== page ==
Kosovo has failed to win membership in UNESCO, falling short in a narrow vote that Serbia’s president swiftly hailed as a “victory” for his country.
In a closely watched ballot in Paris, 92 nations favored granting Kosovo membership in the United Nations Educational, Scientific, and Cultural Organization, while 50 countries voted against.
Kosovo fell just three votes short of the number it needed -- two-thirds of ballots cast, not counting abstentions -- to obtain membership.
Joining UNESCO is a major goal of the leadership of Kosovo, which has been recognized by 111 states since it declared independence from Serbia in 2008 -- but not by Serbia or by Russia, which has used its power as a permanent UN Security Council member to keep Kosovo out of the United Nations.
"Kosovo's road is unstoppable and we will apply and join other organizations, including UNESCO once again," Foreign Minister Hashim Thaci wrote on his Facebook page after the vote.
Serbia’s leadership, which had Russia’s backing in its campaign against UNESCO membership for Kosovo, celebrated the result.
"This is a just and moral victory in almost impossible conditions," Serbian President Tomislav Nikolic said in a statement.
Kosovo declared independence almost a decade after NATO went to war in 1999 to halt the killing and expulsion of ethnic Albanian civilians by Serbian forces trying to crush an insurgency.
'Cradle Of Their Faith'
With a wealth of centuries-old Orthodox Christian churches and monasteries, mostly Muslim Kosovo has long held almost mythical status for many Serbs who consider it the cradle of their faith.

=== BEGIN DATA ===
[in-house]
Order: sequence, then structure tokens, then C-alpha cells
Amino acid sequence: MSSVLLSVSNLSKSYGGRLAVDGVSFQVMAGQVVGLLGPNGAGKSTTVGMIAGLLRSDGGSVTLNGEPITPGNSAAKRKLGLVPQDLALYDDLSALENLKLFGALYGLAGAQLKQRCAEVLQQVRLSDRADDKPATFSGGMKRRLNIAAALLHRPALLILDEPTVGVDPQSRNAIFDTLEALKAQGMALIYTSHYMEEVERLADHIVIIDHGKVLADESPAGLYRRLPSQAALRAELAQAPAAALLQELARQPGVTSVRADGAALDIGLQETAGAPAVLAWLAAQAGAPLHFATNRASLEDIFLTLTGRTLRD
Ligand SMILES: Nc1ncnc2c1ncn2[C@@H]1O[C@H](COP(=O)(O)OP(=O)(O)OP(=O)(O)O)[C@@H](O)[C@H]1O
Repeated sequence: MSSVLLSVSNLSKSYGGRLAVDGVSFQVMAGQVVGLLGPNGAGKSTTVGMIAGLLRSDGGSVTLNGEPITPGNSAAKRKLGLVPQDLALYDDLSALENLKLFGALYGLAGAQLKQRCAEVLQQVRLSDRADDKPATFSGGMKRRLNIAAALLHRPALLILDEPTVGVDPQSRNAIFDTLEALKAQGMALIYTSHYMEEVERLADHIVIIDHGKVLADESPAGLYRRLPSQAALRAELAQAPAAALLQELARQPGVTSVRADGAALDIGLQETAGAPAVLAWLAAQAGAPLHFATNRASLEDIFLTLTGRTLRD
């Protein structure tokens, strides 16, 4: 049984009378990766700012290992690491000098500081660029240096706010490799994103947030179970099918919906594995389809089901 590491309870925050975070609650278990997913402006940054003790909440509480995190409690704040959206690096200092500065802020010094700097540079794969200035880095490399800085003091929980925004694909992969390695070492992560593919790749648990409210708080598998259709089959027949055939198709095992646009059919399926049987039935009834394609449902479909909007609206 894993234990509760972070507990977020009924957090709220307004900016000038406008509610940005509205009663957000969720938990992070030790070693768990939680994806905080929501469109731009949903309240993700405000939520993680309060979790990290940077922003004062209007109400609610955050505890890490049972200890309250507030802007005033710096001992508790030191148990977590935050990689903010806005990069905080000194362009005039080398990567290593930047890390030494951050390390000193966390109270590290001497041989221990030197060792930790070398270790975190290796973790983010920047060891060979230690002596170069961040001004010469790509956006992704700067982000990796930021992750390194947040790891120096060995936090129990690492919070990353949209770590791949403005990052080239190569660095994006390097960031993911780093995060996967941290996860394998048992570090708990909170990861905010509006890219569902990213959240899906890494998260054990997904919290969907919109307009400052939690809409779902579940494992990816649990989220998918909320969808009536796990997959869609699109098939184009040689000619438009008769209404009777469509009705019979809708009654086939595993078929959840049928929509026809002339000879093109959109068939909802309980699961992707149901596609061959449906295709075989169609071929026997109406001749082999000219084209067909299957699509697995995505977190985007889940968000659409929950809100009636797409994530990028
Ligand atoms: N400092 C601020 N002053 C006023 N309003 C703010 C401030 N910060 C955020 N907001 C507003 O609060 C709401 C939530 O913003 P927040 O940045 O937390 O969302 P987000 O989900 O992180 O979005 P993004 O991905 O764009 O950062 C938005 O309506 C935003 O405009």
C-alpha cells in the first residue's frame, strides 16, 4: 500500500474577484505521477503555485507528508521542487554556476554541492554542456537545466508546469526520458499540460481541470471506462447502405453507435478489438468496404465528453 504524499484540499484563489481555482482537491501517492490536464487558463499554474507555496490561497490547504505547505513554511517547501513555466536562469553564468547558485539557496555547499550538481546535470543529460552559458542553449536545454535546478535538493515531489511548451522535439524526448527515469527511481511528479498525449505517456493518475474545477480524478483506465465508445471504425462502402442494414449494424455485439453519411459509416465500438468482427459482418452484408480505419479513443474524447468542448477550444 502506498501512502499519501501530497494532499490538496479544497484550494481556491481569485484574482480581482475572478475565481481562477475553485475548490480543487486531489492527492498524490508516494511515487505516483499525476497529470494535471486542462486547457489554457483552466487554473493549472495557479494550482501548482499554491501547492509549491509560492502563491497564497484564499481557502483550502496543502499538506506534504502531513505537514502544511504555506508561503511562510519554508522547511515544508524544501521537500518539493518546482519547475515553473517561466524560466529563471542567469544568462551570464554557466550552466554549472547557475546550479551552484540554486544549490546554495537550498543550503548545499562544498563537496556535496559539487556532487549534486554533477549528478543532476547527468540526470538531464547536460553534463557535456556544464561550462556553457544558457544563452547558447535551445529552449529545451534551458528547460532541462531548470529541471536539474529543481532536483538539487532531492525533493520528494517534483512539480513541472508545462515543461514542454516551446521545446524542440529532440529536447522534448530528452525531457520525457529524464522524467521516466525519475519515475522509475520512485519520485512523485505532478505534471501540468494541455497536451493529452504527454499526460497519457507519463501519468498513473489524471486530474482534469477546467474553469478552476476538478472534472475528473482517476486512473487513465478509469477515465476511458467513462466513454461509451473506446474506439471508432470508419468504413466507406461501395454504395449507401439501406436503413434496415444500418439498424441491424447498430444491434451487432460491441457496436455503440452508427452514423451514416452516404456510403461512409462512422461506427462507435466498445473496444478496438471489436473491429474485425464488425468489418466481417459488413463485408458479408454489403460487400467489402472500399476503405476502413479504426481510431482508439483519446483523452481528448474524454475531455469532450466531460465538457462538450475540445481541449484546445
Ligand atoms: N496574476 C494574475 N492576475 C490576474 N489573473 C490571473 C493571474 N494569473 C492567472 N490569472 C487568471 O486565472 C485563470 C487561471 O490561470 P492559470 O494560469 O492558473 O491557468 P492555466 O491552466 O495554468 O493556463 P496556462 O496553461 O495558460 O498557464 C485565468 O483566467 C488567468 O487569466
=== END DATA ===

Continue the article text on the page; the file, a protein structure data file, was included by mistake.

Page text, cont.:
For Russia, opposing membership for Kosovo in the UN and related organizations is a way to counter the United States, which President Vladimir Putin frequently says wants to impose its will on the world. Russia vehemently opposed NATO’s 1999 bombing campaign and continues to criticize it.
Meanwhile, the United States and almost all other countries have declined to recognize two Moscow-backed breakaway regions in ex-Soviet Georgia as independent states, and about 100 UN members have labeled Russia’s takeover of Crimea from Ukraine last year as illegitimate.
Russian Foreign Minister Sergei Lavrov had warned on November 6 against using UNESCO to legitimize what he called Kosovo's self-proclaimed state.
A majority of UNESCO's 58-member executive board had voted on October 21 to recommend Kosovo as a full member state.
Despite its stance regarding its former province, Serbia signed up to an accord in 2013 designed to settle relations between the two as a condition of Belgrade's further progress towards membership of the European Union.